British naval officer and explorer of Antarctica, born in Devonport, England. Scott entered the Royal Navy at the age of 14. In 1900 he was placed in command of the National Antarctic Expedition. Leaving England in 1901, Scott established a land base on the shores of McMurdo Sound, in Antarctica. He explored to the east of the Ross Ice Shelf and named Edward VII Peninsula.
He also led a party that achieved a record latitude of 81° 17' south and sledged over Victoria Land.
The expedition, which returned in 1904, was responsible for scientific discoveries of marked importance.
In 1910 Scott embarked on a second Antarctic expedition, with the aim of being the first man to reach the South Pole. He again landed at McMurdo Sound and with four companions began a trek of 2964 km (1842 mi), the longest continuous sledge journey ever made in the polar regions. Scott reached the South Pole on January 18, 1912, only to find the tent and flag of the Norwegian explorer Roald Amundsen, who had achieved the goal 5 weeks earlier. The return journey ended in the loss of the entire party. Petty Officer Edgar Evans died from a fall; Captain Lawrence Oates sacrificed his life, hoping thus to save his comrades; Henry R. Bowers, Dr. Edward Wilson, and Scott perished of starvation and exposure on March 29, 1912, within 18 km (11 MI) of a supply depot. Their bodies, along with valuable documents and specimens left by Scott in his tent, were found by a search party almost eight months later. His diaries and other documents were published as Scott's Last Expedition (1913). He is also the author of The Voyage of the Discovery (1905).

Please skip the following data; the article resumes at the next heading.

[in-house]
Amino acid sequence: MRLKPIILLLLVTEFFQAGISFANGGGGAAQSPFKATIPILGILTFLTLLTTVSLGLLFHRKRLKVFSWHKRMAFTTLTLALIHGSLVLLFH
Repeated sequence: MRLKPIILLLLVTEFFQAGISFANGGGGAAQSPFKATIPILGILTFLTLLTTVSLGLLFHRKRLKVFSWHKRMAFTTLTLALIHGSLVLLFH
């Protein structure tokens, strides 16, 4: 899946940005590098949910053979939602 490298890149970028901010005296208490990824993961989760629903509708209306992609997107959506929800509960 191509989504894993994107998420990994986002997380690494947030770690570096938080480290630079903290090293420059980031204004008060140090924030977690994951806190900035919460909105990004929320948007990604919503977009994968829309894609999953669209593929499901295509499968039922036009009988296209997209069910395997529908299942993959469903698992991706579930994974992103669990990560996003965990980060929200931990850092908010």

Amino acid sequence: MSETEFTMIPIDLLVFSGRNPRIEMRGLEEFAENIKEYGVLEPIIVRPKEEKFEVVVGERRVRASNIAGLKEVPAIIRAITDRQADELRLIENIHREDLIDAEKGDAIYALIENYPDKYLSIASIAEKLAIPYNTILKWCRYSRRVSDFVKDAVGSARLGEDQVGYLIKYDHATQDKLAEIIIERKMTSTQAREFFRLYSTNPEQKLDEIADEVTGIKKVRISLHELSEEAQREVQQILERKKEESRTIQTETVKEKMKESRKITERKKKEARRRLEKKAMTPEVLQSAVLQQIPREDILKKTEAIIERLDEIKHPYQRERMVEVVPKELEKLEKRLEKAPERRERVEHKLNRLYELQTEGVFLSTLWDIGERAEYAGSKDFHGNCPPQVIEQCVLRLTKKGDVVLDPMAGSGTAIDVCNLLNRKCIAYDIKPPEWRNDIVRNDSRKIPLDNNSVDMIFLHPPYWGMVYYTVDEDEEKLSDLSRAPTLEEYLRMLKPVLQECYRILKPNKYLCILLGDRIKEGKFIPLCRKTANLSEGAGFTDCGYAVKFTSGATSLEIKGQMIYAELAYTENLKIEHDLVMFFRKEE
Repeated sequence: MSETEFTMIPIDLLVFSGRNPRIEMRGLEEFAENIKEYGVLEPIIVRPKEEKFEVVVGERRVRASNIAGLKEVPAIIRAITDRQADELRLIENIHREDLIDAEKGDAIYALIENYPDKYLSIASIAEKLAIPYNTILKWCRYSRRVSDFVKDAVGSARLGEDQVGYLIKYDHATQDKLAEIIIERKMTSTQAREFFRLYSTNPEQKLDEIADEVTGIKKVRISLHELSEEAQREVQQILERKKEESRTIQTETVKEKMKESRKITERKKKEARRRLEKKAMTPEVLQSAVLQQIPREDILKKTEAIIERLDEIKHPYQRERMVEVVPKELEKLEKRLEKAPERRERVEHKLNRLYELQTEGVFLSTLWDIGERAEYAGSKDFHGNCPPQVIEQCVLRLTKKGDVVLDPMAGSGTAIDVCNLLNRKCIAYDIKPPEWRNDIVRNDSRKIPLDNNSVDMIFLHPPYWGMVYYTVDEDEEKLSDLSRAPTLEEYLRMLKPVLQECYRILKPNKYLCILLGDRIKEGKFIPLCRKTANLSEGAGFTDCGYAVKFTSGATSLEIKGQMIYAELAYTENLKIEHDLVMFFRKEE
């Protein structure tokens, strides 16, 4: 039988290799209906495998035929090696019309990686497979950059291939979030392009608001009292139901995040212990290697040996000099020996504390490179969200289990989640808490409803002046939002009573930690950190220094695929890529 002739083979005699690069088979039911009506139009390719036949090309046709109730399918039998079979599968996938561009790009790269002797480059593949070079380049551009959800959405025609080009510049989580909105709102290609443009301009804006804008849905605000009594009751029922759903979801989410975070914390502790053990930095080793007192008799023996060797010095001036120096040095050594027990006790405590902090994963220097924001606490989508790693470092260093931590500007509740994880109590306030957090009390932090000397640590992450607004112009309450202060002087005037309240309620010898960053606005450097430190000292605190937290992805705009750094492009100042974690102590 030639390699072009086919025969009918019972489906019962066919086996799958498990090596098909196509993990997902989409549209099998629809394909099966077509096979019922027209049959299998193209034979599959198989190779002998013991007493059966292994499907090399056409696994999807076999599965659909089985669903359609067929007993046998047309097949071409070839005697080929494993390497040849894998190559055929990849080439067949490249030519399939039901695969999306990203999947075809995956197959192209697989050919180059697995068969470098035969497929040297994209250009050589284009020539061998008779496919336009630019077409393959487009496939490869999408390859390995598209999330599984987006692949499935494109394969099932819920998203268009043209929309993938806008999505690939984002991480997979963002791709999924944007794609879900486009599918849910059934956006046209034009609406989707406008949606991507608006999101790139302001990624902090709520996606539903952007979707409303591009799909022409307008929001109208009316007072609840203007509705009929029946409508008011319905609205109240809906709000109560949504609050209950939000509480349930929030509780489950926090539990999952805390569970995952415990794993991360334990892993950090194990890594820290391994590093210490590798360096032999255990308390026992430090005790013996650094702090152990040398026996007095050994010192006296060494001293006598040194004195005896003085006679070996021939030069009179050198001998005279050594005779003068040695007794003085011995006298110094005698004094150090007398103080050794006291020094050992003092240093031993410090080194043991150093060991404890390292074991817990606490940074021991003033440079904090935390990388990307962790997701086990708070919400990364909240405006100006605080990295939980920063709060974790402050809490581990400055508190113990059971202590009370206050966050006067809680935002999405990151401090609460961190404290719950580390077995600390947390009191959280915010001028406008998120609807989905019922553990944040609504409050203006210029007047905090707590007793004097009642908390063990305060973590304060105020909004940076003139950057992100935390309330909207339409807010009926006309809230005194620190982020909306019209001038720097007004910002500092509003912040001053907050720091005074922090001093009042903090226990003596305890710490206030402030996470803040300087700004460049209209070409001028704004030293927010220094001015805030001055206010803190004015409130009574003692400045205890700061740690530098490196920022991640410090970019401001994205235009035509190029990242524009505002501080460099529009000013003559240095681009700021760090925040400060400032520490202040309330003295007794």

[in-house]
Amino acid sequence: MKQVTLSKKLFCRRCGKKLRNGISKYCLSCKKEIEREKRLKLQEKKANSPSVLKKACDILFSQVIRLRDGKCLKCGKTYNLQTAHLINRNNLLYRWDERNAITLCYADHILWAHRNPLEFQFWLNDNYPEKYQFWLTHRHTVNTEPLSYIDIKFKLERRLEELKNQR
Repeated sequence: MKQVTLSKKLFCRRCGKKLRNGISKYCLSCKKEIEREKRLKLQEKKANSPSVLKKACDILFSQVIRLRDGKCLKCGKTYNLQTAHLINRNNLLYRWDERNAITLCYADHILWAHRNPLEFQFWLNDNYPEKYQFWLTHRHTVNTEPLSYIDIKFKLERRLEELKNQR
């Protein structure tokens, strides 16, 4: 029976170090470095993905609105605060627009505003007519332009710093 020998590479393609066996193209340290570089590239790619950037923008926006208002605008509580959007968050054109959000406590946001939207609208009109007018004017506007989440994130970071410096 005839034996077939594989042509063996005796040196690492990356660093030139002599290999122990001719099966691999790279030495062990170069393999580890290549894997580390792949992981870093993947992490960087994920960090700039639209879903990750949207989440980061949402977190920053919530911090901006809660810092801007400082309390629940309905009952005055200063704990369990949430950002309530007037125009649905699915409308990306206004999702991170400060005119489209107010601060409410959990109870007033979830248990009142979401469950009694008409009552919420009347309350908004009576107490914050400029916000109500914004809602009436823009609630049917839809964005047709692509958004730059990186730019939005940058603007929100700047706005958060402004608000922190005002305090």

"Scott, Robert Falcon," Microsoft® Encarta® Online Encyclopedia 2001
© 1997-2001 Microsoft
Sir Douglas Mawson (1882-1958) is Australia's most renowned Antarctic scientist and explorer.
In 1911 Mawson organized and commanded the Australasian Antarctic Expedition (AAE 1911-14) and was the sole survivor of a three-man sledging journey that ended tragically. Mawson was knighted in recognition of his leadership of this expedition.
"It is now January, 1916, and still the pack showed no sign of breaking up."